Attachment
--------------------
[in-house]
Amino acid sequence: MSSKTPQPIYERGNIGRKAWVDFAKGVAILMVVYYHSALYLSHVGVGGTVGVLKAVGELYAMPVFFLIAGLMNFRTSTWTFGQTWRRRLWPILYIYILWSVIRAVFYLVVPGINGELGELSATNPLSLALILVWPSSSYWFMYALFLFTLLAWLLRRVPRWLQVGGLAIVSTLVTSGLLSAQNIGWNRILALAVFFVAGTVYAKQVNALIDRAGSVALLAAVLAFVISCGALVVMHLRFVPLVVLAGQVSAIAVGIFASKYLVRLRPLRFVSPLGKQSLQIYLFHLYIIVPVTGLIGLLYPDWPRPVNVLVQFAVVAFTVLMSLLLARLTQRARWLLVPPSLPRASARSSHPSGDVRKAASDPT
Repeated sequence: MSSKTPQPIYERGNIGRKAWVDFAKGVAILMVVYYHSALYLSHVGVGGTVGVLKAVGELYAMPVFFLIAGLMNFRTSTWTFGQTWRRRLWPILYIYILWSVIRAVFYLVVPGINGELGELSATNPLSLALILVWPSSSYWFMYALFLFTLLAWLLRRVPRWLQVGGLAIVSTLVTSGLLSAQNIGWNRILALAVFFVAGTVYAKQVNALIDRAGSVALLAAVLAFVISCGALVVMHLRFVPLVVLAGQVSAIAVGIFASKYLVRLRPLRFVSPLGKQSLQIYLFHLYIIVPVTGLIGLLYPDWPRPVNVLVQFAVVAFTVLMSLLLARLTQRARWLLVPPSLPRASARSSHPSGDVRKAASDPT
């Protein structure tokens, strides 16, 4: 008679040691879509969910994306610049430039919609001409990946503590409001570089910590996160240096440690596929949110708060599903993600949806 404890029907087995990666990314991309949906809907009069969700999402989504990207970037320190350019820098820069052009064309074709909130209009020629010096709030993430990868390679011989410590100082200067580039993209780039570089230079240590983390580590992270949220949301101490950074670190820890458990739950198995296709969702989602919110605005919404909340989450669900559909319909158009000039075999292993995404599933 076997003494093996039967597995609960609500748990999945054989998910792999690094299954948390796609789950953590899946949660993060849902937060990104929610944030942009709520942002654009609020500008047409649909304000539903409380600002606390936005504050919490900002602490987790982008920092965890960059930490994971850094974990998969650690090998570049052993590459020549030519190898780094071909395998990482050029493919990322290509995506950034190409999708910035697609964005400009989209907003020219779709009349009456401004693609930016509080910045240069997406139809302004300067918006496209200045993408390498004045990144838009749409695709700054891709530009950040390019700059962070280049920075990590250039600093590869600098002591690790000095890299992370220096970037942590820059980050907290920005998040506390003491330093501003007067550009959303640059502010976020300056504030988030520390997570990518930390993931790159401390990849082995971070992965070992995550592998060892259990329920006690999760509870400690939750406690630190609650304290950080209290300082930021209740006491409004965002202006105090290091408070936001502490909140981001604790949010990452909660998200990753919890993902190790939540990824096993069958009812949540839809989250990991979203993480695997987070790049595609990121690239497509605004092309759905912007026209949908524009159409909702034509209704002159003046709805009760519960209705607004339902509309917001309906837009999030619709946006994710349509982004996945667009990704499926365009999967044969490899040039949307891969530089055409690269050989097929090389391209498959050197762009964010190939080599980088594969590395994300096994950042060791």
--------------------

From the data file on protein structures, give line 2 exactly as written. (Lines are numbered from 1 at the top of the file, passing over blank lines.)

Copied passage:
Amino acid sequence: MSSKTPQPIYERGNIGRKAWVDFAKGVAILMVVYYHSALYLSHVGVGGTVGVLKAVGELYAMPVFFLIAGLMNFRTSTWTFGQTWRRRLWPILYIYILWSVIRAVFYLVVPGINGELGELSATNPLSLALILVWPSSSYWFMYALFLFTLLAWLLRRVPRWLQVGGLAIVSTLVTSGLLSAQNIGWNRILALAVFFVAGTVYAKQVNALIDRAGSVALLAAVLAFVISCGALVVMHLRFVPLVVLAGQVSAIAVGIFASKYLVRLRPLRFVSPLGKQSLQIYLFHLYIIVPVTGLIGLLYPDWPRPVNVLVQFAVVAFTVLMSLLLARLTQRARWLLVPPSLPRASARSSHPSGDVRKAASDPT